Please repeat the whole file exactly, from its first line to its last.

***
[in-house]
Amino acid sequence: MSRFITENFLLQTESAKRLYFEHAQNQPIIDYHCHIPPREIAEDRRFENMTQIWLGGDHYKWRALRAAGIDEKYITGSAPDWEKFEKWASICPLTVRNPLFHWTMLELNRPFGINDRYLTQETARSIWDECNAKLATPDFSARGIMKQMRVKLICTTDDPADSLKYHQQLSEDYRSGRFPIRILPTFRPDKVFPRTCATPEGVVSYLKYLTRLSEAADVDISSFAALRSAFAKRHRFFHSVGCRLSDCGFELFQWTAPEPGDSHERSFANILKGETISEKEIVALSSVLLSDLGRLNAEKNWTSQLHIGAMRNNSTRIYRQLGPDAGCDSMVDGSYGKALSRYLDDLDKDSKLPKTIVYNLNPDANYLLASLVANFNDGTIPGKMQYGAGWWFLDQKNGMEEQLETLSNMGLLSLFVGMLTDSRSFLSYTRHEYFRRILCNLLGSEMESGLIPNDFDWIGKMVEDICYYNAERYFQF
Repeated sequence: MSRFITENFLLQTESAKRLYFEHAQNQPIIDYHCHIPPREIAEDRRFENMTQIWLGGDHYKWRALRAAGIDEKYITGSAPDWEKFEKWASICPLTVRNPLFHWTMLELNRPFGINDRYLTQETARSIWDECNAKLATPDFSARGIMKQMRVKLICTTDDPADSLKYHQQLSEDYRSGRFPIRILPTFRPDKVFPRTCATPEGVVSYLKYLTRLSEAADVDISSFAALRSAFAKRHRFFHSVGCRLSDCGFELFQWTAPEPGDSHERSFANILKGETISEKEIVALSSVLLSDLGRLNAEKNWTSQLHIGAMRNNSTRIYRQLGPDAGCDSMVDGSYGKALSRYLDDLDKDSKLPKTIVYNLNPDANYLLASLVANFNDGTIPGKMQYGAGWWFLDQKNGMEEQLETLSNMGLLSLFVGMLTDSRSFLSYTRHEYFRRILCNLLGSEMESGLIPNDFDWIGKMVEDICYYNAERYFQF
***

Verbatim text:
[in-house]
Amino acid sequence: MSRFITENFLLQTESAKRLYFEHAQNQPIIDYHCHIPPREIAEDRRFENMTQIWLGGDHYKWRALRAAGIDEKYITGSAPDWEKFEKWASICPLTVRNPLFHWTMLELNRPFGINDRYLTQETARSIWDECNAKLATPDFSARGIMKQMRVKLICTTDDPADSLKYHQQLSEDYRSGRFPIRILPTFRPDKVFPRTCATPEGVVSYLKYLTRLSEAADVDISSFAALRSAFAKRHRFFHSVGCRLSDCGFELFQWTAPEPGDSHERSFANILKGETISEKEIVALSSVLLSDLGRLNAEKNWTSQLHIGAMRNNSTRIYRQLGPDAGCDSMVDGSYGKALSRYLDDLDKDSKLPKTIVYNLNPDANYLLASLVANFNDGTIPGKMQYGAGWWFLDQKNGMEEQLETLSNMGLLSLFVGMLTDSRSFLSYTRHEYFRRILCNLLGSEMESGLIPNDFDWIGKMVEDICYYNAERYFQF
Repeated sequence: MSRFITENFLLQTESAKRLYFEHAQNQPIIDYHCHIPPREIAEDRRFENMTQIWLGGDHYKWRALRAAGIDEKYITGSAPDWEKFEKWASICPLTVRNPLFHWTMLELNRPFGINDRYLTQETARSIWDECNAKLATPDFSARGIMKQMRVKLICTTDDPADSLKYHQQLSEDYRSGRFPIRILPTFRPDKVFPRTCATPEGVVSYLKYLTRLSEAADVDISSFAALRSAFAKRHRFFHSVGCRLSDCGFELFQWTAPEPGDSHERSFANILKGETISEKEIVALSSVLLSDLGRLNAEKNWTSQLHIGAMRNNSTRIYRQLGPDAGCDSMVDGSYGKALSRYLDDLDKDSKLPKTIVYNLNPDANYLLASLVANFNDGTIPGKMQYGAGWWFLDQKNGMEEQLETLSNMGLLSLFVGMLTDSRSFLSYTRHEYFRRILCNLLGSEMESGLIPNDFDWIGKMVEDICYYNAERYFQF